A Seattle Times columnist took a closer look at a conservative headline-making health care reform case Friday and discovered that the Rush Limbaugh narrative doesn’t hold up under scrutiny.
In Danny Westneat’s piece “Debunking Obamacare sob story,” the writer checked on the reversal of fortune claimed by Jessica Sanford, a Washington parent of an ADHD-diagnosed child, who had been touted by President Obama last month as an example of the success of the Affordable Care Act because she could obtain insurance for the first time in 15 years.
When Sanford said on a Facebook post that the state had miscalculated her eligibility for a subsidy based on her income and that she was “screwed,” the media pounced, particularly conservative outlets like Fox News and Rush Limbaugh.
However, Westneat’s examination revealed that Sanford’s son qualified for Medicaid coverage at $30 a month, which would have not been available before the ACA. “He has ADHD and, according to Sanford, it costs them $250 a month for prescription drugs alone. Which will now all be covered,” Westneat wrote. While Sanford had originally been quoted for coverage at $169 a month, a bronze-level policy for a 48-year-old woman making $49,000 costs $237 a month, while a silver-level policy costs $313, Westneat added.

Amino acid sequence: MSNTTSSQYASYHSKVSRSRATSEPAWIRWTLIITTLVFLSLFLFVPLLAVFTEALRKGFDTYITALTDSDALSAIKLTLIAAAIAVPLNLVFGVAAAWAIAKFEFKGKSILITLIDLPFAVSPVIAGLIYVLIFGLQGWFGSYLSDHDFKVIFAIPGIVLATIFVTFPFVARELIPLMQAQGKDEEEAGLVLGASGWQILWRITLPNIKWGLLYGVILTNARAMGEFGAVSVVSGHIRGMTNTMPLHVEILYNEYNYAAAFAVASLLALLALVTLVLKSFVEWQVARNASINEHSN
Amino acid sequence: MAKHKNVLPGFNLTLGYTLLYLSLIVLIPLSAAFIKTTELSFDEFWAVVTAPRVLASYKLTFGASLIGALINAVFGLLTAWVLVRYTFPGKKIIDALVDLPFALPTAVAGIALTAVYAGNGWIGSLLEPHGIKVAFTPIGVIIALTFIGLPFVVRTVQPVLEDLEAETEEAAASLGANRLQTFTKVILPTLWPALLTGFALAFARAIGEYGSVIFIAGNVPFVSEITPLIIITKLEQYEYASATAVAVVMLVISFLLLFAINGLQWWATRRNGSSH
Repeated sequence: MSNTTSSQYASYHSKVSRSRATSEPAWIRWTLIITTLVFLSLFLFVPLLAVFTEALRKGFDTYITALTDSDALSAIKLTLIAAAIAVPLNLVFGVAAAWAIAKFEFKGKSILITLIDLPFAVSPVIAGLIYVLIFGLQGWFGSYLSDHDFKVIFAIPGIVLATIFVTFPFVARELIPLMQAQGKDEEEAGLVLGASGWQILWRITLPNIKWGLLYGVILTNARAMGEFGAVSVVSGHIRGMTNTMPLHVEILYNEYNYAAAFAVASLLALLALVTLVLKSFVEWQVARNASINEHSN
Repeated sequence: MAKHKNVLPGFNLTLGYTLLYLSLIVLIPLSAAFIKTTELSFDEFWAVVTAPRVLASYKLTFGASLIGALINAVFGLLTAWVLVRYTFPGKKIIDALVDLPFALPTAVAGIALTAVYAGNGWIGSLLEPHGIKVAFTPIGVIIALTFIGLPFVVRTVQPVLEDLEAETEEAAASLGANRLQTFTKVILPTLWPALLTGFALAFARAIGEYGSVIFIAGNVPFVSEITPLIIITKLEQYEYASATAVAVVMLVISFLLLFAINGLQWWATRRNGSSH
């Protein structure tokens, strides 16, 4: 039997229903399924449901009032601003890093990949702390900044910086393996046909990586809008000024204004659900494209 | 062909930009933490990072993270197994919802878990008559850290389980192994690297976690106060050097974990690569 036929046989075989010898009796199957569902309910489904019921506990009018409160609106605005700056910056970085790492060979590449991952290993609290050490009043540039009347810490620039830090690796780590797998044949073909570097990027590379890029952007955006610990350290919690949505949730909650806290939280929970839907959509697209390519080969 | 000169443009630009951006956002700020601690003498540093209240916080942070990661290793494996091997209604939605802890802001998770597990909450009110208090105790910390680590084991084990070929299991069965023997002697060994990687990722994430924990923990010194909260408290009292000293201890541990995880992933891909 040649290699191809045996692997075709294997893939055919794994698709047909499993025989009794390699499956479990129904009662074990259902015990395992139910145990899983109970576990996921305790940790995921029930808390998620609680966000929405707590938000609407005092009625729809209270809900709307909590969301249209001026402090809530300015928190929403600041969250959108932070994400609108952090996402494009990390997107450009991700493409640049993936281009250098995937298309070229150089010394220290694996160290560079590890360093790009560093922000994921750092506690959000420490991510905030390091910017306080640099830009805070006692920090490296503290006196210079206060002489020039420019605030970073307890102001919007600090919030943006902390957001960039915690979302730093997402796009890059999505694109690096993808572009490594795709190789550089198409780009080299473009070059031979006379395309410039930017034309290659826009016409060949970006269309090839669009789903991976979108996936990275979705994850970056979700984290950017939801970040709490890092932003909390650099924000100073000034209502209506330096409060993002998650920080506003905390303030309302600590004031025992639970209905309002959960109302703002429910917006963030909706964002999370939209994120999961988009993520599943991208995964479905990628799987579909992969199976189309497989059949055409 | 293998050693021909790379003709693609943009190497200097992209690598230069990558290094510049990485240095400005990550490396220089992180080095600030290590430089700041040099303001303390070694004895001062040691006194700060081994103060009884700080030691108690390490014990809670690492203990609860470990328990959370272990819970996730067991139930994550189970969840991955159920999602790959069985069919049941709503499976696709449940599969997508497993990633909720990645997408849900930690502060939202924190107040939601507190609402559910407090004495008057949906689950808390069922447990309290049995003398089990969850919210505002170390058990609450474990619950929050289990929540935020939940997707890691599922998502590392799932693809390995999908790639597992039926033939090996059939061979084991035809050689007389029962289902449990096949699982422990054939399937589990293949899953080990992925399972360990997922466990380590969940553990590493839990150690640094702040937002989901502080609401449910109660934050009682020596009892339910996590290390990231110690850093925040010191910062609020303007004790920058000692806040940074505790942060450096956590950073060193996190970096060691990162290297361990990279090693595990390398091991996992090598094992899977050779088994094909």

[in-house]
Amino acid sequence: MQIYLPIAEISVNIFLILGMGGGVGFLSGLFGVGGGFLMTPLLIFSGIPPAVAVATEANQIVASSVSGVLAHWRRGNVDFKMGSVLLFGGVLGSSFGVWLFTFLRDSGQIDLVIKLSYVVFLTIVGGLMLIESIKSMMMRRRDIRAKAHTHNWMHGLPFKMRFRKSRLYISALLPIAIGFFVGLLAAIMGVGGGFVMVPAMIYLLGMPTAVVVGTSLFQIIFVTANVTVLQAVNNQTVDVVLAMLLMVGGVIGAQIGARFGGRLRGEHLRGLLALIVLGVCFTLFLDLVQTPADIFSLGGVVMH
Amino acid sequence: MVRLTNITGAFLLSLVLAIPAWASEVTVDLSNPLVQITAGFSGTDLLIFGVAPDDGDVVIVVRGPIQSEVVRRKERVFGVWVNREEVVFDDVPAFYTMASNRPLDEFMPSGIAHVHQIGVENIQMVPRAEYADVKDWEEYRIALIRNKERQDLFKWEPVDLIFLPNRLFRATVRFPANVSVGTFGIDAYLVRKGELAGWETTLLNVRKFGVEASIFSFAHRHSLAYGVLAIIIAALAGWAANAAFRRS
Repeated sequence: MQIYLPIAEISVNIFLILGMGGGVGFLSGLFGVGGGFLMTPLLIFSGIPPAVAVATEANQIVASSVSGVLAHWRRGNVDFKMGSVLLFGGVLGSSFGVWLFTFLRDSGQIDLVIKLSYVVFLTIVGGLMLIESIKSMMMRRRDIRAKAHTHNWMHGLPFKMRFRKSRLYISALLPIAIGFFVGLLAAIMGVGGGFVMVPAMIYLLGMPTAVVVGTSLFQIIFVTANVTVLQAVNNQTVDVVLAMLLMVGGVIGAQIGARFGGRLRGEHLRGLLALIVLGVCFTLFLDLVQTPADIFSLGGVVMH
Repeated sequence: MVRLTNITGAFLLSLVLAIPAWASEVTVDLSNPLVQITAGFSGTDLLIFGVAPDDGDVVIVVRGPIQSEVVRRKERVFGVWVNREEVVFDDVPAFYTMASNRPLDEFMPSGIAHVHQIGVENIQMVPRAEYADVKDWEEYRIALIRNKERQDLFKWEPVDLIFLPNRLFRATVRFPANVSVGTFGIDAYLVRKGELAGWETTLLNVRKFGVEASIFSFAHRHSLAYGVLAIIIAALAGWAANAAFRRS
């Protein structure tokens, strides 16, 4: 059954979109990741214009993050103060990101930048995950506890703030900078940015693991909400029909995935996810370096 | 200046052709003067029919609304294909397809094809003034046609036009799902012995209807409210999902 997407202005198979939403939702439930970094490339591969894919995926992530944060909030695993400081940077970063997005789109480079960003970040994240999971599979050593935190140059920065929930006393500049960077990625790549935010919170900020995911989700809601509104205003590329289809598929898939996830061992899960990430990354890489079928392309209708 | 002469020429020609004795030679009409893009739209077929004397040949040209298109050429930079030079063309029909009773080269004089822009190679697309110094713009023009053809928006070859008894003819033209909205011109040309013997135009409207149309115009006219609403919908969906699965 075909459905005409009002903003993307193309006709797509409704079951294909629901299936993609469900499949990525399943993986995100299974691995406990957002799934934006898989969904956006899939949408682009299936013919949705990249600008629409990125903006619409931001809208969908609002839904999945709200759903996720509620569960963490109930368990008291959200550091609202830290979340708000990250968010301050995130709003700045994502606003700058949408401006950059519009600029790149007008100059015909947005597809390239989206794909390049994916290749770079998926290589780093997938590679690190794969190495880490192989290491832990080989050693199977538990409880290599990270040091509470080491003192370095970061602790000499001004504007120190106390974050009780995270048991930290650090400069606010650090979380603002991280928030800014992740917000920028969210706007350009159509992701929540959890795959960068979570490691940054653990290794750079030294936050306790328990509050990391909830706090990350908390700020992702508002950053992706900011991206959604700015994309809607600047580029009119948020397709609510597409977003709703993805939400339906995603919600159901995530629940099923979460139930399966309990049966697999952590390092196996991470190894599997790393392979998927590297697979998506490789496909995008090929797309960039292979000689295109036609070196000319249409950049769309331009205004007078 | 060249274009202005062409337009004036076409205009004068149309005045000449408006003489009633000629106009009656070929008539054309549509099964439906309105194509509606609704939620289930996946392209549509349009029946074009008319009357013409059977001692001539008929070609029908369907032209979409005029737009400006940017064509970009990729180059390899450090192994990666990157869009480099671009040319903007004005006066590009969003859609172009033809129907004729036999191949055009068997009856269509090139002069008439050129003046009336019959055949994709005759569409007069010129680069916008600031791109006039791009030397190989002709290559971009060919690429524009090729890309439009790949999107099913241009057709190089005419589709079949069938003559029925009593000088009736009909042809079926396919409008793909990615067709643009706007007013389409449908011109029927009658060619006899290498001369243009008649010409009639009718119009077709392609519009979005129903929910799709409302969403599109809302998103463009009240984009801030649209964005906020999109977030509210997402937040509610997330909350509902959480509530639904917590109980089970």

“So here’s a family that was totally uninsured for 15 years because it had always cost at least $500 to $600 a month for skimpy policies to cover them both. And what they can get now is full coverage for $30 a month for the son and scantier coverage in the $250 to $300 a month range for the mom. How is that a horror story?”
The decline in cost for Sanford appears to mirror the experiences of the uninsured in rural Kentucky, which like Washington state have set up state-level insurance exchanges and avoided the problems associated with the federal exchange. In a Washington Post profile of Breathitt County in rural Kentucky, writer Stephanie McCrummen noted that enrollment in areas like the poor, coal mining “Coronary Valley” are driving the state’s relatively high enrollment figures.
“In a state where 15 percent of the population, about 640,000 people, are uninsured, 56,422 have signed up for new health-care coverage, with 45,622 of them enrolled in Medicaid and the rest in private health plans, according to figures released by the governor’s office Friday,” McCrummen wrote.